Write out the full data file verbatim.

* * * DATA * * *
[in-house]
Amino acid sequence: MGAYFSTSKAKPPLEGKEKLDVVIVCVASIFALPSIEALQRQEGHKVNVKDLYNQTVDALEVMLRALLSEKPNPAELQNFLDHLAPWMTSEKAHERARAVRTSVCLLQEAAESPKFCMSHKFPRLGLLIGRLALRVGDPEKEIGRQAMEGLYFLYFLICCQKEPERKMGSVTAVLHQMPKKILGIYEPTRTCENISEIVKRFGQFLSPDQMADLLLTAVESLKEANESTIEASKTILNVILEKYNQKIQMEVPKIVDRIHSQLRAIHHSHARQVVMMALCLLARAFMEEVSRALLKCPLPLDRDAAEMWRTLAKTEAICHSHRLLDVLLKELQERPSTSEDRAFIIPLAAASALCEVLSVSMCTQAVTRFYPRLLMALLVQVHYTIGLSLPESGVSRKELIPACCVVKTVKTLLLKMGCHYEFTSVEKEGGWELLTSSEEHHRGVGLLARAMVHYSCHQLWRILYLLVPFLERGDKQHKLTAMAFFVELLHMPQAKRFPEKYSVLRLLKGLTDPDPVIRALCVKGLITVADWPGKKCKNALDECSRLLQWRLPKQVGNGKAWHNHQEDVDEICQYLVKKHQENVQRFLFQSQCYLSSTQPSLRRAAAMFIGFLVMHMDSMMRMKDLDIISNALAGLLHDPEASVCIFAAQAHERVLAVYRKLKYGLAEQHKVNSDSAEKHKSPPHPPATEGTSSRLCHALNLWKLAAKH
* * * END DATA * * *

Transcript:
[in-house]
Amino acid sequence: MGAYFSTSKAKPPLEGKEKLDVVIVCVASIFALPSIEALQRQEGHKVNVKDLYNQTVDALEVMLRALLSEKPNPAELQNFLDHLAPWMTSEKAHERARAVRTSVCLLQEAAESPKFCMSHKFPRLGLLIGRLALRVGDPEKEIGRQAMEGLYFLYFLICCQKEPERKMGSVTAVLHQMPKKILGIYEPTRTCENISEIVKRFGQFLSPDQMADLLLTAVESLKEANESTIEASKTILNVILEKYNQKIQMEVPKIVDRIHSQLRAIHHSHARQVVMMALCLLARAFMEEVSRALLKCPLPLDRDAAEMWRTLAKTEAICHSHRLLDVLLKELQERPSTSEDRAFIIPLAAASALCEVLSVSMCTQAVTRFYPRLLMALLVQVHYTIGLSLPESGVSRKELIPACCVVKTVKTLLLKMGCHYEFTSVEKEGGWELLTSSEEHHRGVGLLARAMVHYSCHQLWRILYLLVPFLERGDKQHKLTAMAFFVELLHMPQAKRFPEKYSVLRLLKGLTDPDPVIRALCVKGLITVADWPGKKCKNALDECSRLLQWRLPKQVGNGKAWHNHQEDVDEICQYLVKKHQENVQRFLFQSQCYLSSTQPSLRRAAAMFIGFLVMHMDSMMRMKDLDIISNALAGLLHDPEASVCIFAAQAHERVLAVYRKLKYGLAEQHKVNSDSAEKHKSPPHPPATEGTSSRLCHALNLWKLAAKH